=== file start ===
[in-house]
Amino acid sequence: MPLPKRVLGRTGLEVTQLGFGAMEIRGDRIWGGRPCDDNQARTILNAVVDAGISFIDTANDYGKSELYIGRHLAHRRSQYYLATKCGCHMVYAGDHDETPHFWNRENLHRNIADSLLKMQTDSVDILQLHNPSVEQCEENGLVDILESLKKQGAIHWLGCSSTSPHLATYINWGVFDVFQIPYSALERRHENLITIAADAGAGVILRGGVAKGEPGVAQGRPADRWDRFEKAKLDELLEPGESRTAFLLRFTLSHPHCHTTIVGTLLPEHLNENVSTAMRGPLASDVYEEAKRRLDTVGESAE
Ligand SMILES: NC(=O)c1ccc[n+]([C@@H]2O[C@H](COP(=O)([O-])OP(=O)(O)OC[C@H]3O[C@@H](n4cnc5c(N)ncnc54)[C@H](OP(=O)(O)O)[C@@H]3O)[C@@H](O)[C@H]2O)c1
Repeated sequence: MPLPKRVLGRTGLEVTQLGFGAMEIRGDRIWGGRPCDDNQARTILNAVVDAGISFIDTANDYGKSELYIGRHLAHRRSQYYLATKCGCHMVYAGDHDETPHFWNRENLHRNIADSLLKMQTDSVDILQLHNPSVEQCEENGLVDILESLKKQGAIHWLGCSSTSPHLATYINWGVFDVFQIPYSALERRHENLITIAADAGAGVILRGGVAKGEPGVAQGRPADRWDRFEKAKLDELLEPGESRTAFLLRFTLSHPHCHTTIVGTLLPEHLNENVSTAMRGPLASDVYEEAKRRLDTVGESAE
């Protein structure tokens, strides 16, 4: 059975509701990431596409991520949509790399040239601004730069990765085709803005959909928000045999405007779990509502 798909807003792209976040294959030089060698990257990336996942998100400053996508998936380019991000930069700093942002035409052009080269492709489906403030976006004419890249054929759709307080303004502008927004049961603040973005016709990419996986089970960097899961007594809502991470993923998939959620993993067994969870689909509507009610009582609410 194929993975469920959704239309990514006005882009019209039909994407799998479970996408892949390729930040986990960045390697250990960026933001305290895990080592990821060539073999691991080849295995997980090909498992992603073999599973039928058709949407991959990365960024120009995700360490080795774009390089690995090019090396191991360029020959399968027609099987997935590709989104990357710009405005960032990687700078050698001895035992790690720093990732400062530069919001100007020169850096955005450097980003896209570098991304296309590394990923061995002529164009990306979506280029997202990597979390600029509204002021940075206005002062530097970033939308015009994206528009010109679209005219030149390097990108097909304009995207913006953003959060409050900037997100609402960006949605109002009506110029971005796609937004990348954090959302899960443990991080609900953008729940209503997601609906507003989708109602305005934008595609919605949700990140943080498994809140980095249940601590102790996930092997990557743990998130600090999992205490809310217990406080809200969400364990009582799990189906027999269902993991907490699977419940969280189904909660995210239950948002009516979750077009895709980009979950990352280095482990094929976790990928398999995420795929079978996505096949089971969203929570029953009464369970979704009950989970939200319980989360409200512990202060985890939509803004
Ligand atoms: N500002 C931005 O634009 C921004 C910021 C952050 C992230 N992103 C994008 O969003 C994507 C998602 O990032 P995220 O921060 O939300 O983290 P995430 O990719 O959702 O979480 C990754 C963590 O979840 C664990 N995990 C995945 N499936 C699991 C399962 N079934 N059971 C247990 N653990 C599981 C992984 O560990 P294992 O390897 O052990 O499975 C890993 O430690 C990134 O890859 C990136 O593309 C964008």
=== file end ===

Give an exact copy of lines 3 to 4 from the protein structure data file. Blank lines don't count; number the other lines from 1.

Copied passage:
Ligand SMILES: NC(=O)c1ccc[n+]([C@@H]2O[C@H](COP(=O)([O-])OP(=O)(O)OC[C@H]3O[C@@H](n4cnc5c(N)ncnc54)[C@H](OP(=O)(O)O)[C@@H]3O)[C@@H](O)[C@H]2O)c1
Repeated sequence: MPLPKRVLGRTGLEVTQLGFGAMEIRGDRIWGGRPCDDNQARTILNAVVDAGISFIDTANDYGKSELYIGRHLAHRRSQYYLATKCGCHMVYAGDHDETPHFWNRENLHRNIADSLLKMQTDSVDILQLHNPSVEQCEENGLVDILESLKKQGAIHWLGCSSTSPHLATYINWGVFDVFQIPYSALERRHENLITIAADAGAGVILRGGVAKGEPGVAQGRPADRWDRFEKAKLDELLEPGESRTAFLLRFTLSHPHCHTTIVGTLLPEHLNENVSTAMRGPLASDVYEEAKRRLDTVGESAE